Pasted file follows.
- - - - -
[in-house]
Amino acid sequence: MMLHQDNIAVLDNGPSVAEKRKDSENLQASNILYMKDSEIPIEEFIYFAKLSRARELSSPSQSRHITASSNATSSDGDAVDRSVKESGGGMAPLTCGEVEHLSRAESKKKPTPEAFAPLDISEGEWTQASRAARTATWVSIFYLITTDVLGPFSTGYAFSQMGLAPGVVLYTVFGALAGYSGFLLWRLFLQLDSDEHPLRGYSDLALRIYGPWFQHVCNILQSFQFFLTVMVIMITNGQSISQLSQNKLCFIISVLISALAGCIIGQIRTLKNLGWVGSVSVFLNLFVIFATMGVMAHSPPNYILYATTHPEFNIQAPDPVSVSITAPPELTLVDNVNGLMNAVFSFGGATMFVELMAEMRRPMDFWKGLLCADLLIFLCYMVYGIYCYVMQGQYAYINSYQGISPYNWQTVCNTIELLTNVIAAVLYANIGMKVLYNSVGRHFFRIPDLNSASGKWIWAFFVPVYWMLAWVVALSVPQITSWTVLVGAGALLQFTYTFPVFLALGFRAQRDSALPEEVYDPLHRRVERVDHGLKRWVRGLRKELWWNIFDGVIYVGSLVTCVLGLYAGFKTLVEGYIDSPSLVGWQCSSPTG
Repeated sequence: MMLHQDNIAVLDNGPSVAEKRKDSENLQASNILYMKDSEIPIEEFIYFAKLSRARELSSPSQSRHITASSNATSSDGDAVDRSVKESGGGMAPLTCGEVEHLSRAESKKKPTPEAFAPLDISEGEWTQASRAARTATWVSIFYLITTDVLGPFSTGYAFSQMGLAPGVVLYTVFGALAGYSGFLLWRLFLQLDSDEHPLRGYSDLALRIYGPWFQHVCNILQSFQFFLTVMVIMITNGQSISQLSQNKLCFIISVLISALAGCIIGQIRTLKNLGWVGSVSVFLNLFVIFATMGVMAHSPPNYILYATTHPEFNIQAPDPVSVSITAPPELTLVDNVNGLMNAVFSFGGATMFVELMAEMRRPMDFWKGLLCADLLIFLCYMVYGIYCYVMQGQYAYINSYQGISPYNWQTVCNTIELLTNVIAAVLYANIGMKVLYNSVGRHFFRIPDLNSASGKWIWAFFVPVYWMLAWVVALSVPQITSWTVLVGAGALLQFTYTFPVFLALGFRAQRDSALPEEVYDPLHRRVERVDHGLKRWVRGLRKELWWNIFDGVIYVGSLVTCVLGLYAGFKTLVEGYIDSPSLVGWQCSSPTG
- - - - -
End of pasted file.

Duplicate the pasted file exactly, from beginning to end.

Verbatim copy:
[in-house]
Amino acid sequence: MMLHQDNIAVLDNGPSVAEKRKDSENLQASNILYMKDSEIPIEEFIYFAKLSRARELSSPSQSRHITASSNATSSDGDAVDRSVKESGGGMAPLTCGEVEHLSRAESKKKPTPEAFAPLDISEGEWTQASRAARTATWVSIFYLITTDVLGPFSTGYAFSQMGLAPGVVLYTVFGALAGYSGFLLWRLFLQLDSDEHPLRGYSDLALRIYGPWFQHVCNILQSFQFFLTVMVIMITNGQSISQLSQNKLCFIISVLISALAGCIIGQIRTLKNLGWVGSVSVFLNLFVIFATMGVMAHSPPNYILYATTHPEFNIQAPDPVSVSITAPPELTLVDNVNGLMNAVFSFGGATMFVELMAEMRRPMDFWKGLLCADLLIFLCYMVYGIYCYVMQGQYAYINSYQGISPYNWQTVCNTIELLTNVIAAVLYANIGMKVLYNSVGRHFFRIPDLNSASGKWIWAFFVPVYWMLAWVVALSVPQITSWTVLVGAGALLQFTYTFPVFLALGFRAQRDSALPEEVYDPLHRRVERVDHGLKRWVRGLRKELWWNIFDGVIYVGSLVTCVLGLYAGFKTLVEGYIDSPSLVGWQCSSPTG
Repeated sequence: MMLHQDNIAVLDNGPSVAEKRKDSENLQASNILYMKDSEIPIEEFIYFAKLSRARELSSPSQSRHITASSNATSSDGDAVDRSVKESGGGMAPLTCGEVEHLSRAESKKKPTPEAFAPLDISEGEWTQASRAARTATWVSIFYLITTDVLGPFSTGYAFSQMGLAPGVVLYTVFGALAGYSGFLLWRLFLQLDSDEHPLRGYSDLALRIYGPWFQHVCNILQSFQFFLTVMVIMITNGQSISQLSQNKLCFIISVLISALAGCIIGQIRTLKNLGWVGSVSVFLNLFVIFATMGVMAHSPPNYILYATTHPEFNIQAPDPVSVSITAPPELTLVDNVNGLMNAVFSFGGATMFVELMAEMRRPMDFWKGLLCADLLIFLCYMVYGIYCYVMQGQYAYINSYQGISPYNWQTVCNTIELLTNVIAAVLYANIGMKVLYNSVGRHFFRIPDLNSASGKWIWAFFVPVYWMLAWVVALSVPQITSWTVLVGAGALLQFTYTFPVFLALGFRAQRDSALPEEVYDPLHRRVERVDHGLKRWVRGLRKELWWNIFDGVIYVGSLVTCVLGLYAGFKTLVEGYIDSPSLVGWQCSSPTG